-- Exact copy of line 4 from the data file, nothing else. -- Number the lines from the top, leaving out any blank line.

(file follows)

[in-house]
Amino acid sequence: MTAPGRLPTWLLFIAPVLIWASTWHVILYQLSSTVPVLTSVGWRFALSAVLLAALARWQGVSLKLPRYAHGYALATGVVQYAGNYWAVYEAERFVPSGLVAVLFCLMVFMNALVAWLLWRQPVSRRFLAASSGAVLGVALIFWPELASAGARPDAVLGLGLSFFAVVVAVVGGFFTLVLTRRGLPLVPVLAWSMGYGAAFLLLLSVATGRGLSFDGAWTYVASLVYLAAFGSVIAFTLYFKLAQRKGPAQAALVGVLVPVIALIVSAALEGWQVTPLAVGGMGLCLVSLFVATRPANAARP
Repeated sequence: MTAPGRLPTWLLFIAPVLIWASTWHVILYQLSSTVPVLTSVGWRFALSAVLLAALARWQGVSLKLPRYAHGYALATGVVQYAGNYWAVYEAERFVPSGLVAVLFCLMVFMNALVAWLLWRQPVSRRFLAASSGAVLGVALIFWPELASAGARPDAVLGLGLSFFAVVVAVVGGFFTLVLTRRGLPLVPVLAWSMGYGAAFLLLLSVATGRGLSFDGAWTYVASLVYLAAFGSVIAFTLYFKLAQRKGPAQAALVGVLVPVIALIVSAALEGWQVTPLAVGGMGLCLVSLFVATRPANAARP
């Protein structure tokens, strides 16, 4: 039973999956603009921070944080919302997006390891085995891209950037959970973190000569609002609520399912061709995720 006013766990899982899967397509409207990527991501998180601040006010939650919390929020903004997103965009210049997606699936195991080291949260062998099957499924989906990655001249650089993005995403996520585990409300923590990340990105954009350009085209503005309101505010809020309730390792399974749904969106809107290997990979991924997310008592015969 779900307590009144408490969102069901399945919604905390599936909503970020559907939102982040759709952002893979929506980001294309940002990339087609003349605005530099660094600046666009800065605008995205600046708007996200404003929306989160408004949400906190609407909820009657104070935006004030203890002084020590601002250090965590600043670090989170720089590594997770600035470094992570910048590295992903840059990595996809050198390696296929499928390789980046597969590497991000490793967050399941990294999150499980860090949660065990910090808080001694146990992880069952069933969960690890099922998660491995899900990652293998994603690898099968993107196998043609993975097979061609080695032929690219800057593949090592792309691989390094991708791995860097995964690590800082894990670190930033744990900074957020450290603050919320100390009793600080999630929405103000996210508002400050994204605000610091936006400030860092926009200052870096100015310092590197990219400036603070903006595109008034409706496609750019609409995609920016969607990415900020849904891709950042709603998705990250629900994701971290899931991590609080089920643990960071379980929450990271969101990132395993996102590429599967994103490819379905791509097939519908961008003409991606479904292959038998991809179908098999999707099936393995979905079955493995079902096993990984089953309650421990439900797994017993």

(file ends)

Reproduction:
């Protein structure tokens, strides 16, 4: 039973999956603009921070944080919302997006390891085995891209950037959970973190000569609002609520399912061709995720 006013766990899982899967397509409207990527991501998180601040006010939650919390929020903004997103965009210049997606699936195991080291949260062998099957499924989906990655001249650089993005995403996520585990409300923590990340990105954009350009085209503005309101505010809020309730390792399974749904969106809107290997990979991924997310008592015969 779900307590009144408490969102069901399945919604905390599936909503970020559907939102982040759709952002893979929506980001294309940002990339087609003349605005530099660094600046666009800065605008995205600046708007996200404003929306989160408004949400906190609407909820009657104070935006004030203890002084020590601002250090965590600043670090989170720089590594997770600035470094992570910048590295992903840059990595996809050198390696296929499928390789980046597969590497991000490793967050399941990294999150499980860090949660065990910090808080001694146990992880069952069933969960690890099922998660491995899900990652293998994603690898099968993107196998043609993975097979061609080695032929690219800057593949090592792309691989390094991708791995860097995964690590800082894990670190930033744990900074957020450290603050919320100390009793600080999630929405103000996210508002400050994204605000610091936006400030860092926009200052870096100015310092590197990219400036603070903006595109008034409706496609750019609409995609920016969607990415900020849904891709950042709603998705990250629900994701971290899931991590609080089920643990960071379980929450990271969101990132395993996102590429599967994103490819379905791509097939519908961008003409991606479904292959038998991809179908098999999707099936393995979905079955493995079902096993990984089953309650421990439900797994017993």